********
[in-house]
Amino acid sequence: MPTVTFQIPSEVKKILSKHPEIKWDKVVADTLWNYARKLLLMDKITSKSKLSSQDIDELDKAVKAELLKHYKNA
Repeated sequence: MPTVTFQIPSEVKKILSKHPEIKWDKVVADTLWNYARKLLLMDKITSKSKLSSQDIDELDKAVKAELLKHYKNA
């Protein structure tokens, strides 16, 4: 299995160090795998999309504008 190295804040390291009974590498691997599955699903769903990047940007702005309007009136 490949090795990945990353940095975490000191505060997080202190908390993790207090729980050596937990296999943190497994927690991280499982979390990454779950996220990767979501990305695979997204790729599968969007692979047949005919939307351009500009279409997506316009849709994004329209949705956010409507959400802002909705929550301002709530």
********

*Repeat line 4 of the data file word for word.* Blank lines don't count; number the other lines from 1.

């Protein structure tokens, strides 16, 4: 299995160090795998999309504008 190295804040390291009974590498691997599955699903769903990047940007702005309007009136 490949090795990945990353940095975490000191505060997080202190908390993790207090729980050596937990296999943190497994927690991280499982979390990454779950996220990767979501990305695979997204790729599968969007692979047949005919939307351009500009279409997506316009849709994004329209949705956010409507959400802002909705929550301002709530």